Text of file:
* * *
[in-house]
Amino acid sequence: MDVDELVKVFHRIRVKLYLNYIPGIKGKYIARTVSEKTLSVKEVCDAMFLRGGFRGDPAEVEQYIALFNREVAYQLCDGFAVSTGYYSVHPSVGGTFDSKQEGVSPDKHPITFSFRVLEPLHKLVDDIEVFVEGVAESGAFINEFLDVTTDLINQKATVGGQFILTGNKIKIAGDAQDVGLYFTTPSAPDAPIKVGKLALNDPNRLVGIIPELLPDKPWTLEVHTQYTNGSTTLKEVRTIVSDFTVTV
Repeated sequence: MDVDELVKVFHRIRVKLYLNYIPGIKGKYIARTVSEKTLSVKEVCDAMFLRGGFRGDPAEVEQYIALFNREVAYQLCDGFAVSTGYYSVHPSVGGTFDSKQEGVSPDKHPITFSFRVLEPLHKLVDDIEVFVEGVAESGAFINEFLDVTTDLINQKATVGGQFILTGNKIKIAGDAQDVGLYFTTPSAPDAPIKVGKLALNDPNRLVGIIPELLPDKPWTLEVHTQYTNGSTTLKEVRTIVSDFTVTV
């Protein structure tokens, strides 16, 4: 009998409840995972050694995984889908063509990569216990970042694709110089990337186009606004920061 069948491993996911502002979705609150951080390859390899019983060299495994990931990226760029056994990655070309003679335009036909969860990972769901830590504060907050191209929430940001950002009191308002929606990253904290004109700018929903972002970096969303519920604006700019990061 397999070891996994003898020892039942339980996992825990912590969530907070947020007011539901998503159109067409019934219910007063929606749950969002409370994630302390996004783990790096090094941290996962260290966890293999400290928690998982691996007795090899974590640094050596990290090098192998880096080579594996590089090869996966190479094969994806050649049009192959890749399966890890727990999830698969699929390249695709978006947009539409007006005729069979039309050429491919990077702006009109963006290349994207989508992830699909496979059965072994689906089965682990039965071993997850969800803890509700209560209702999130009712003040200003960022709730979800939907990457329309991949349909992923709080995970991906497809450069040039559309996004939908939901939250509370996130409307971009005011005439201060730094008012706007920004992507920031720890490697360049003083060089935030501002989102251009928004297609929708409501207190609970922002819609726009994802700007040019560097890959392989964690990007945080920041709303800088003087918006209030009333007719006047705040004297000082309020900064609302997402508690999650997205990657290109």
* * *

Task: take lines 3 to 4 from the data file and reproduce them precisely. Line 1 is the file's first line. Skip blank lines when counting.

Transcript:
Repeated sequence: MDVDELVKVFHRIRVKLYLNYIPGIKGKYIARTVSEKTLSVKEVCDAMFLRGGFRGDPAEVEQYIALFNREVAYQLCDGFAVSTGYYSVHPSVGGTFDSKQEGVSPDKHPITFSFRVLEPLHKLVDDIEVFVEGVAESGAFINEFLDVTTDLINQKATVGGQFILTGNKIKIAGDAQDVGLYFTTPSAPDAPIKVGKLALNDPNRLVGIIPELLPDKPWTLEVHTQYTNGSTTLKEVRTIVSDFTVTV
């Protein structure tokens, strides 16, 4: 009998409840995972050694995984889908063509990569216990970042694709110089990337186009606004920061 069948491993996911502002979705609150951080390859390899019983060299495994990931990226760029056994990655070309003679335009036909969860990972769901830590504060907050191209929430940001950002009191308002929606990253904290004109700018929903972002970096969303519920604006700019990061 397999070891996994003898020892039942339980996992825990912590969530907070947020007011539901998503159109067409019934219910007063929606749950969002409370994630302390996004783990790096090094941290996962260290966890293999400290928690998982691996007795090899974590640094050596990290090098192998880096080579594996590089090869996966190479094969994806050649049009192959890749399966890890727990999830698969699929390249695709978006947009539409007006005729069979039309050429491919990077702006009109963006290349994207989508992830699909496979059965072994689906089965682990039965071993997850969800803890509700209560209702999130009712003040200003960022709730979800939907990457329309991949349909992923709080995970991906497809450069040039559309996004939908939901939250509370996130409307971009005011005439201060730094008012706007920004992507920031720890490697360049003083060089935030501002989102251009928004297609929708409501207190609970922002819609726009994802700007040019560097890959392989964690990007945080920041709303800088003087918006209030009333007719006047705040004297000082309020900064609302997402508690999650997205990657290109």